In March and June 2021, the nation went into unofficial “lockdowns” known as PPKM (Pemberlakuan Pembatasan Kegiatan Masyarakat — community activities restrictions enforcement), meaning all restaurants, shopping malls, and non-essential services were forced to restrict services or close. During this period, many citizens struggled to find sources of income and pay their bills — particularly vulnerable gig workers and workers in the informal sector.

The hashtags #wargabantuwarga (citizens helping citizens) and #Salingjaga (take care of each other) went viral earlier this year as citizens all over the nation stepped up to care for each other, using social media to arrange monetary, food, and supply donations. Some groups even found creative ways to support the community while also addressing deep-rooted societal issues, such as I Made Janur Yasa's Bali-based Plastic Exchange Program, which allows citizens to trade plastic for rice. The group describes itself as “A sustainability movement that empowers communities to change their waste behavior through dignity-based exchange systems that result in cleaner, healthier environments.” In recent years, Bali — one of the top tourist destinations in Southeast Asia — has become infamous for its widespread plastic pollution. Yasa envisioned the initiative as a way to simultaneously provide for impoverished communities while cleaning up the environment and preserving citizens’ pride and dignity.

Grassroots efforts have also been essential in helping to track and trace COVID-19 in Indonesia. In Bali, Jackie Pomeroy, an economist and data specialist who has lived in Indonesia for 15 years, created the Facebook page “Bali Covid-19 Update” and has been releasing daily information about COVID-19 infection rates, COVID deaths, COVID news, vaccination rates, vaccine locations, and data trends since April 7, 2020 — 559 consecutive days (as of publication). The page has over 41,000 members and has been a crucial source of information for many on the island. Alternative data tracking services have sprung up on other corners of the internet like KawalCovid19, a volunteer organization that releases daily statistics about Indonesia's COVID-19 cases to its nearly 140,000 Twitter followers.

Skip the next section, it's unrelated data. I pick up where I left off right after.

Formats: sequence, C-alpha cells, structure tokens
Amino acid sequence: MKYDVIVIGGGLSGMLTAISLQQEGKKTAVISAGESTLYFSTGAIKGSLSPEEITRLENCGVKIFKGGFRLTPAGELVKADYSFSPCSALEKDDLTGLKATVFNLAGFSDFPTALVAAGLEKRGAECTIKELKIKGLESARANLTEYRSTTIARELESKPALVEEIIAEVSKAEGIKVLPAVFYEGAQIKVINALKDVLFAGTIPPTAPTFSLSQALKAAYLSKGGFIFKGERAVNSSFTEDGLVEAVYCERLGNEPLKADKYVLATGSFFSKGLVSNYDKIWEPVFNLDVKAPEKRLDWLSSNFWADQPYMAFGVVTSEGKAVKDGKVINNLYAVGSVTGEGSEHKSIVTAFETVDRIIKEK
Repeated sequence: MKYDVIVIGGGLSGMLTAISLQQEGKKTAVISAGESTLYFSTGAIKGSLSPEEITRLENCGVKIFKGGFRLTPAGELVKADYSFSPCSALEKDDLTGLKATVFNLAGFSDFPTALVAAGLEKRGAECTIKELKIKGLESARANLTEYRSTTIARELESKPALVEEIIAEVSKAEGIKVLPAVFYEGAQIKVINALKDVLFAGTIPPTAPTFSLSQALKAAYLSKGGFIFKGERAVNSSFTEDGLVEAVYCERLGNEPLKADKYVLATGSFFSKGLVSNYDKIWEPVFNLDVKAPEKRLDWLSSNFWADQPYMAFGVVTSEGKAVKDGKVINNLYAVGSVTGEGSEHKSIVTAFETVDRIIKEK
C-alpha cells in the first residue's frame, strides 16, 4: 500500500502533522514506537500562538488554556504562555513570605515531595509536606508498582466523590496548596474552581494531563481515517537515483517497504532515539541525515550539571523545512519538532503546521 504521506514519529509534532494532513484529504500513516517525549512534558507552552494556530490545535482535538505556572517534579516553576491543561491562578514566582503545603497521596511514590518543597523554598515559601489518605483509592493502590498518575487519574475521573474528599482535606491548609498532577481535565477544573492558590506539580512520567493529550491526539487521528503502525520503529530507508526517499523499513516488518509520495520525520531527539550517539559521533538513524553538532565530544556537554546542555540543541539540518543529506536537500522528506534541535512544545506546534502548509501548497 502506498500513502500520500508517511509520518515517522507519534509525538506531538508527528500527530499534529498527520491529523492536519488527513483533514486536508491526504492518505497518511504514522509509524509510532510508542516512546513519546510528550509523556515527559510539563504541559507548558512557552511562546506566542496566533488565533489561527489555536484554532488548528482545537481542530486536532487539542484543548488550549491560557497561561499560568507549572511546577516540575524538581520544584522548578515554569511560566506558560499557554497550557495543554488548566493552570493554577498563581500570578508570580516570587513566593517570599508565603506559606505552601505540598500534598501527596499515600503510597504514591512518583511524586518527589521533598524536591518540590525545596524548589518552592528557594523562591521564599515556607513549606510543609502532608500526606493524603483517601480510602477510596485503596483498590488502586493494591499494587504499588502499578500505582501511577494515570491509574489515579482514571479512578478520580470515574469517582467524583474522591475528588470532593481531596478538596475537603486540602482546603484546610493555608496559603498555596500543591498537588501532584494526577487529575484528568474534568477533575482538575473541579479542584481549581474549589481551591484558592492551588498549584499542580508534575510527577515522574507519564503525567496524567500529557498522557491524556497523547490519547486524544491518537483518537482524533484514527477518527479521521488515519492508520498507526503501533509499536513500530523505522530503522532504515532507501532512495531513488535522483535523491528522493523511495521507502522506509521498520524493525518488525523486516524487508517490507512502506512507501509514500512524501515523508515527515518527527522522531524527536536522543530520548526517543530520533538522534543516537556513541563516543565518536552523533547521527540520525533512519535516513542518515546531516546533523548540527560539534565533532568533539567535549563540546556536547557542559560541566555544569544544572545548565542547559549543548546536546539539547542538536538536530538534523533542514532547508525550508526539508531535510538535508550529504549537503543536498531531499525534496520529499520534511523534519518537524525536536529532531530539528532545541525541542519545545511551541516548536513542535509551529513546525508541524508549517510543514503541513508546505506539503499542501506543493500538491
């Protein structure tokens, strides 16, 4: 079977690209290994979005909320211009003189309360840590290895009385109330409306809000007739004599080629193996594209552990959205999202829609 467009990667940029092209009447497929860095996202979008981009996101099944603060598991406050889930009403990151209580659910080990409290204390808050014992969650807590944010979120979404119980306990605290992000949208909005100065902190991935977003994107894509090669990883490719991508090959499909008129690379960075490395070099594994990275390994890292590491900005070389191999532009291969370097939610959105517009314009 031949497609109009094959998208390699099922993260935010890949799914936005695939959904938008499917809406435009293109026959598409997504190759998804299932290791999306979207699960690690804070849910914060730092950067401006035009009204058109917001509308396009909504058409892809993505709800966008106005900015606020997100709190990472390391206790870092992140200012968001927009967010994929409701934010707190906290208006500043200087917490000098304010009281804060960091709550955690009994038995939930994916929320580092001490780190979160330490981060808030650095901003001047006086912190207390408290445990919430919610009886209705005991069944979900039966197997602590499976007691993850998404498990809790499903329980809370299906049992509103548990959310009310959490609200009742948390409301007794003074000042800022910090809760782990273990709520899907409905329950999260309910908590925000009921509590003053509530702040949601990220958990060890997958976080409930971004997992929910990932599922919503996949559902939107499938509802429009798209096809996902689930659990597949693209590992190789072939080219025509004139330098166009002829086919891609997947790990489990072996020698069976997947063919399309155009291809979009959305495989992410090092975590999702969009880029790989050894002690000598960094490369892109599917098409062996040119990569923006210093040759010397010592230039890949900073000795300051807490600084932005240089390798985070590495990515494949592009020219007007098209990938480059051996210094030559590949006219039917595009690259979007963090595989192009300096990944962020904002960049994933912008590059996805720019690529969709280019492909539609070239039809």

Malaysia's White Flag Movement

In late June, a group of young Malaysians in Kuantan were devastated by the untimely death of a friend who had difficulties coping with the COVID-19 lockdown restrictions. They launched a White Flag (Bendera Putih) campaign in their community which encourages residents to hang a white flag or cloth outside their house if they require food or financial aid.

It soon became a popular movement known as Kita jaga kita (we take care of us) which promotes this message:

Raise the white flag if you need help, there is no need to beg or feel ashamed.

Don’t take actions that may harm yourself and your loved ones.

The campaign garnered support from civic groups and local businesses which dispatched aid to houses where white flags had been posted.

Crowdsourcing websites and apps like kitajaga.co, Sambal SOS, and MyBendera became useful to locate households in need of assistance.

The campaign confirmed the widespread hunger, poverty, and public frustration in Malaysia caused by frequent COVID-19 lockdowns.

Serina Rahman of the Yusof Ishak Institute wrote about the importance of the White Flag campaign:

While some have described the #BenderaPutih campaign as the epitome of surrender and desperation, it is a clear indication of how Malaysians will take action to help each other when in need rather than wait for government assistance. Malaysia’s youth, especially, are proving how they can pave the way to make a real difference.